As rebel forces continue the manhunt for fugitive leader Muammar Gaddafi in Libya's desert triangle, reports emerging said that more than 200 armoured vehicles, possibly sheltering Gaddafi and his sons, had crossed into Niger, with sources saying the colonel could be heading for Burkina Faso.
With Gaddafi's wife, daughter and grandchildren in Algeria and Burkina Faso and Niger reportedly agreeing on provide the former leader asylum, the National Transitional Council will find it difficult to fit in regionally, which could have dire consequences for the future of Libya but also its neighbours.
1. Burkina Faso
A landlocked West African state, Burkina Faso has long been a recipient of large amounts of Libyan aid.
While it had been hesitant about taking sides, and even recognized the rebel Transitional National Council as Libya's official government, Burkina Faso now says it would take the deposed leader.
"In the name of peace, I think we will take, with our partners in the international community, whatever steps are necessary," Yipene Djibril Bassolet, Burkina Faso's foreign minister, said Monday.
It is well known that Burkina Faso has benefited from Gaddafi's generosity (or clientelism) and Burkina Faso's president was also a former student of the World Revolutionary Centre (WRC), a training camp founded by Gaddafi in the 1980s, which Douglas Farah, an expert on the colonel once described as the "Harvard and Yale of a whole generation of African revolutionaries".
Compaore went on to overthrow and execute former leader and ally Thomas Sankara, in 1987 his government was involved in arming insurgencies in Sierra Leone and Liberia which Gaddafi also supported. Charles Taylor (Sierra Leone insurgency) and Faday Sankoh (Liberia insurgency) had also been members of the WRC.
Despite a long shared history the relationship between Burkina Faso and Libya were said to have become tensed recently, which explains Burkina Faso's recognition of the NTC.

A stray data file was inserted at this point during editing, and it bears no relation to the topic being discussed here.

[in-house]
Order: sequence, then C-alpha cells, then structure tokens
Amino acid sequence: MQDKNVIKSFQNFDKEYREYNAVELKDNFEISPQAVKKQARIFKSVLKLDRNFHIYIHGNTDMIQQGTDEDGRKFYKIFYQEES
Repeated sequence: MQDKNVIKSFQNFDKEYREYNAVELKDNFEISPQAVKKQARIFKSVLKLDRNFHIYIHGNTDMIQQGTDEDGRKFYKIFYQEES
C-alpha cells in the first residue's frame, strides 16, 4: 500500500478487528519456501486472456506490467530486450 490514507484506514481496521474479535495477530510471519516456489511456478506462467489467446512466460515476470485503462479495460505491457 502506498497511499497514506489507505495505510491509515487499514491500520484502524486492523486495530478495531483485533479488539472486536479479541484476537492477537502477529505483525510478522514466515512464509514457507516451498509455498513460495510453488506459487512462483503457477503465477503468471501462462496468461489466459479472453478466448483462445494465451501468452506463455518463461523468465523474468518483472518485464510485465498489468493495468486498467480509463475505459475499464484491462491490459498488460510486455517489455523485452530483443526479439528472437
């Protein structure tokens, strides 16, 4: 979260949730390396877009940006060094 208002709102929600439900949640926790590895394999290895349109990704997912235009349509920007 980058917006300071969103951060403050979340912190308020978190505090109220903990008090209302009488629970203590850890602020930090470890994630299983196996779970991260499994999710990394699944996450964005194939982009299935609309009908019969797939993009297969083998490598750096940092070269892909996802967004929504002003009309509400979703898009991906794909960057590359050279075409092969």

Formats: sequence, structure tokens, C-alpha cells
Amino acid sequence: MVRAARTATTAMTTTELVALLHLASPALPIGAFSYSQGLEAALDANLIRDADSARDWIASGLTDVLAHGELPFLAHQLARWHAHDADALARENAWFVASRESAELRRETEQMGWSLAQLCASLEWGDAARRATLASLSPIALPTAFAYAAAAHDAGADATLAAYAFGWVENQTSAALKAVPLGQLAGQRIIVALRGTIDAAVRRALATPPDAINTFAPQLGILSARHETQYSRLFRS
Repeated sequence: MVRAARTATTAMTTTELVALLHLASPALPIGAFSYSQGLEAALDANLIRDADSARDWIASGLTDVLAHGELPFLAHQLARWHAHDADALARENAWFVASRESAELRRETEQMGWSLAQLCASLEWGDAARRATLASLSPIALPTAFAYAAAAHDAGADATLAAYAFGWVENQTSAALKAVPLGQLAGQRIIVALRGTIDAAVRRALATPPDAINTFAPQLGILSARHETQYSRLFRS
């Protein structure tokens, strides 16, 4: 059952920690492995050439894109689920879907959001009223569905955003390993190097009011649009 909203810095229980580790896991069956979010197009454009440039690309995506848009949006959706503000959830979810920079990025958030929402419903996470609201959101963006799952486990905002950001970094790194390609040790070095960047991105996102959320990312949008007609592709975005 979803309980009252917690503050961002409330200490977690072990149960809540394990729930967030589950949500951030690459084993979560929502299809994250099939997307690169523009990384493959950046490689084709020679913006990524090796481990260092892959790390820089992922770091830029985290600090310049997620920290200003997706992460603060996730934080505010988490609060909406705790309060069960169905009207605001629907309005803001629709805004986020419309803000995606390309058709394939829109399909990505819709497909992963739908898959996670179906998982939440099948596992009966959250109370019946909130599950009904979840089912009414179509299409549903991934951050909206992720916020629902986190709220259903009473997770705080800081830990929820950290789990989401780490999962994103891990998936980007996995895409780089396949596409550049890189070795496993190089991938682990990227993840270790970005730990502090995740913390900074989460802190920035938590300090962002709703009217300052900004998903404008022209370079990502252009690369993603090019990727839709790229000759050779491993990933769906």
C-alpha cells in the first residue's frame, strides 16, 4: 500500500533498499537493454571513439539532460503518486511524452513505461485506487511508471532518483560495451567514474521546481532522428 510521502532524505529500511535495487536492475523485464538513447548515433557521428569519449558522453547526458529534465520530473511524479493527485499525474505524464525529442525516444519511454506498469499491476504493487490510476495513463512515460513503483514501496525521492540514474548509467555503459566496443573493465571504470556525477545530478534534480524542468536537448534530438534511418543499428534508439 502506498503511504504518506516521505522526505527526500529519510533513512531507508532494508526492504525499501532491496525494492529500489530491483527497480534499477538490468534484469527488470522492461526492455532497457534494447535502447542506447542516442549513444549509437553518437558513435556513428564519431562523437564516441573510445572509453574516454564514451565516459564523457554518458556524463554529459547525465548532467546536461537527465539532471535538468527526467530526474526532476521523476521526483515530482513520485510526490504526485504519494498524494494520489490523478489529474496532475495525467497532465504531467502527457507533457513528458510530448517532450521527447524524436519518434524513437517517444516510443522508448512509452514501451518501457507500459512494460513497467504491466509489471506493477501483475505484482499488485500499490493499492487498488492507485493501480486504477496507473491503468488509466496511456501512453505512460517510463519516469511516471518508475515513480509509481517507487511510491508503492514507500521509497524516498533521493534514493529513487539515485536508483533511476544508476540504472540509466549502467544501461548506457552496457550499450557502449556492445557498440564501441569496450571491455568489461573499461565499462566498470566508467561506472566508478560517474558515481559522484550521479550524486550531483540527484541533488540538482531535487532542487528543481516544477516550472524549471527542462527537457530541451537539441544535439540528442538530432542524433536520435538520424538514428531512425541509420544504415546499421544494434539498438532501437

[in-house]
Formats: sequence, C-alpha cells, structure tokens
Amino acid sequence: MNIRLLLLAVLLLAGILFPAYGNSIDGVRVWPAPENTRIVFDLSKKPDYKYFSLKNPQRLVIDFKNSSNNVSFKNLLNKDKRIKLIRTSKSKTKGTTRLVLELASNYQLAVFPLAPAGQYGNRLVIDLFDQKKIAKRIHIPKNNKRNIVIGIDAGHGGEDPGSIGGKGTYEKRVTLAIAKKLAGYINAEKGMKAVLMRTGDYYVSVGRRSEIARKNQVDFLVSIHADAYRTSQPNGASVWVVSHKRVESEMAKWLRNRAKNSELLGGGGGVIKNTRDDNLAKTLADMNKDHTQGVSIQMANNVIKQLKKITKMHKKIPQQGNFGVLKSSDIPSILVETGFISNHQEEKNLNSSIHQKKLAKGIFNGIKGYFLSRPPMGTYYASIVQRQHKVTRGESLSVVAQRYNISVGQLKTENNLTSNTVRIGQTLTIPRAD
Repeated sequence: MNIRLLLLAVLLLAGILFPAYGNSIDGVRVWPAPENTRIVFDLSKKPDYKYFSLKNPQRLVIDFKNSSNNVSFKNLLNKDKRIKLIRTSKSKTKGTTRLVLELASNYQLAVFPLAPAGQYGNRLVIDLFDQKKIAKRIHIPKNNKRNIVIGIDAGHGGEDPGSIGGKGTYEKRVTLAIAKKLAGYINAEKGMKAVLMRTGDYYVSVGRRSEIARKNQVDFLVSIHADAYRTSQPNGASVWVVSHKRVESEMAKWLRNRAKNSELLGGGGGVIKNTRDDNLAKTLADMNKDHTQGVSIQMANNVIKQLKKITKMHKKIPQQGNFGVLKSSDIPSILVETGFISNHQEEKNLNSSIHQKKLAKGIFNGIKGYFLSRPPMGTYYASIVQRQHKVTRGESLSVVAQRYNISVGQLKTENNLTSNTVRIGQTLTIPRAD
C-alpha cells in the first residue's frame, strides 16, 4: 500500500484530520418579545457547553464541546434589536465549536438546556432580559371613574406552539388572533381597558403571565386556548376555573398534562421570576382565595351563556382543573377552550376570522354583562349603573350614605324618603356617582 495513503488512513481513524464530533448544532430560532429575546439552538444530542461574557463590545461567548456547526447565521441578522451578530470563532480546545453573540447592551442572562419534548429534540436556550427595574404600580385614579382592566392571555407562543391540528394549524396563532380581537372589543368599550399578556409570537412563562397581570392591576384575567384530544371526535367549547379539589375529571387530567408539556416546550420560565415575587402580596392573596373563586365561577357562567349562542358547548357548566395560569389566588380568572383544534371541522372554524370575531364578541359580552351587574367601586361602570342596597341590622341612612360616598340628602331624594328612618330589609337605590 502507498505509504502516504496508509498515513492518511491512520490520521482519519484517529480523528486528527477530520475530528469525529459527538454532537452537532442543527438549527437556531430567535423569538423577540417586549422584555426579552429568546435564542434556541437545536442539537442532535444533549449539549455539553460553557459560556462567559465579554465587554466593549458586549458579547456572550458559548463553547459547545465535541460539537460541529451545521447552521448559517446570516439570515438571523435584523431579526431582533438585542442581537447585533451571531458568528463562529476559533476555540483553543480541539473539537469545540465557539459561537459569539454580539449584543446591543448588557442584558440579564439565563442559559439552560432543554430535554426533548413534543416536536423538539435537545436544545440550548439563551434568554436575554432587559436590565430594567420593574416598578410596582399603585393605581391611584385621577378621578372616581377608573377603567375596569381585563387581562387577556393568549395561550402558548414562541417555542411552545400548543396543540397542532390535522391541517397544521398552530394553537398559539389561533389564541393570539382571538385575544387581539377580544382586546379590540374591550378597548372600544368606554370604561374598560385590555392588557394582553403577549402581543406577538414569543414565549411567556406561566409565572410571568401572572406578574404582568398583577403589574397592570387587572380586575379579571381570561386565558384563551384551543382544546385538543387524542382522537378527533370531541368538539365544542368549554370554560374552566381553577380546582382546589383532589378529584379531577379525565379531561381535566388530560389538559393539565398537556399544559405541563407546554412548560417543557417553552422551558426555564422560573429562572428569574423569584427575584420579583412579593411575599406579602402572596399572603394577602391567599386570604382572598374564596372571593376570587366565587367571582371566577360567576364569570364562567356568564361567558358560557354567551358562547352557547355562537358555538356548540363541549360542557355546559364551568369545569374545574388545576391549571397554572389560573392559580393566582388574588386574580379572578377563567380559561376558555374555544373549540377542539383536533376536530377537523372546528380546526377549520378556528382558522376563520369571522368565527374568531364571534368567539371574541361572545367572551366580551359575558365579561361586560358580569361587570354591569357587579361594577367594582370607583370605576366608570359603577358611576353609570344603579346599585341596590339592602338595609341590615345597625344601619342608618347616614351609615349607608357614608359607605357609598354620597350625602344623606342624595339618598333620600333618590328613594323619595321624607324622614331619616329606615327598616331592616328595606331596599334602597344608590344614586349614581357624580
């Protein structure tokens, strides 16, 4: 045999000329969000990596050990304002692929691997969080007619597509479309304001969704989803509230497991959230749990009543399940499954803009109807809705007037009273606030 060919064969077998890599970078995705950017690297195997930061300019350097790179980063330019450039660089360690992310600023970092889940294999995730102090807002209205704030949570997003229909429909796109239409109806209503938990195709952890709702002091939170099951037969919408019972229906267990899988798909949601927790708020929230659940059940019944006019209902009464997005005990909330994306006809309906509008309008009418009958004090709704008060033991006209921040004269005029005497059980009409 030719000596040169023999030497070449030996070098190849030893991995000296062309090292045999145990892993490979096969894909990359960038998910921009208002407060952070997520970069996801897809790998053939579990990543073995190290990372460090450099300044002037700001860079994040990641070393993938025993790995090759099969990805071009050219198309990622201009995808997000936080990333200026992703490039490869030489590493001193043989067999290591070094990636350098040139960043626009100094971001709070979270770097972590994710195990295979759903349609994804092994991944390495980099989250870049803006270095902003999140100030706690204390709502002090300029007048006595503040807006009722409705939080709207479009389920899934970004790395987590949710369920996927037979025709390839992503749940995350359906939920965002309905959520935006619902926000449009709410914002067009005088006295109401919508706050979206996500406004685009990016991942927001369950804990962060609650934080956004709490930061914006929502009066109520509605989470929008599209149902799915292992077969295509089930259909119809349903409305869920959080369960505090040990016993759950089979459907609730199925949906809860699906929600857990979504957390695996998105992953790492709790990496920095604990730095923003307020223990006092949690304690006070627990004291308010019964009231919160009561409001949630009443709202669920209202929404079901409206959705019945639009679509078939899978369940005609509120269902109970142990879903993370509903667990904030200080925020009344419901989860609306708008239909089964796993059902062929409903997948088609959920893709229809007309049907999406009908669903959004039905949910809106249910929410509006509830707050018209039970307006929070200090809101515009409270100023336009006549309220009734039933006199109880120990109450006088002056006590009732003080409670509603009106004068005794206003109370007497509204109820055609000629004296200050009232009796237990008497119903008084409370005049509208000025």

However with millions of aid provided by Gaddafi throughout the years, Burkina Faso's foreign minister Yipene Djibril Bassolet said Gaddafi could still go into exile in the country. "In the name of peace, I think we will take, with our partners in the international community, whatever steps are necessary."
Throughout the conflict the rebels have claimed many of the foreign forces fighting for Gaddafi came from countries such as Niger. While many of the sub-Saharan Africans arrested in Libya insist they only are migrant workers who did not take part in the conflict, some mercenaries joined the pro-Gaddafi forces.
Just like in the case of Burkina Faso, Gaddafi has provided Niger with millions in aid as well as military assistance despite Libya claiming part of northern Niger as its own. Thousands of Tuaregs from Niger and Mali settled in Libya during Gaddafi's rule and while many worked as migrant workers, others incorporated the army, thus fighting for Gaddafi.
However following allegations that Tuaregs fighters were still protecting the former leader, Tuareg leaders in Niger and Mali are urging Tuareg fighters in Libya to shift their position and side with the NTC.
While many fear an en masse retour of former expat, which could put an extra weight on the already struggling economies of the two countries, other say a tensed relationship between tuaregs from Mali and Niger risk further destabilizing the Africa's Sahelian region, an already troubled area.
Since the beginning of the conflict Algeria has been accused of helping the Gaddafi camp, by sending troops or selling arms, which the Algerian authorities have denied. Far from being Gaddafi's strongest ally in the continent, Algeria was however one of the colonel's closest northern-African friend with both countries sharing similar revolutionary ideologies, state controlled economic systems, and Organization of Petroleum Exporting Countries (OPEC) oil policies.
Their relationship was tainted in the 1970's after Libya tried to merge with Tunisia and despite officially acting as allies in the Western Sahara issue, both countries rapidly adopted very different position with Algeria pressing for an independent state while Libya wanted Arab unity.
While many claim Algeria actively supported Gaddafi, its opposition to the NATO operation and focus on negotiations can be explained by its domestic situation. Algeria was one of the few Arab countries to avoid uprisings during the Arab Spring but political tensions still run high while a resurgence of terrorism is also occurring, and by rejecting NATO the government hoped to protect itself from both protesters and terrorist, as many Algerians are still struggling to cope with a 150 years of French occupation which led to a bloody war of independence.
The problem is now that the NTC has grown wary of Algeria and by accepting the Gaddafi family; the Bouteflika government will only further aliment the narrative which sees the country as anti-NTC.
However defending the move and talking about the Gaddafis, Algeria Prime Minister Ahmed Ouyahia said "The Libyans themselves ... asked us to consider them as Algerians."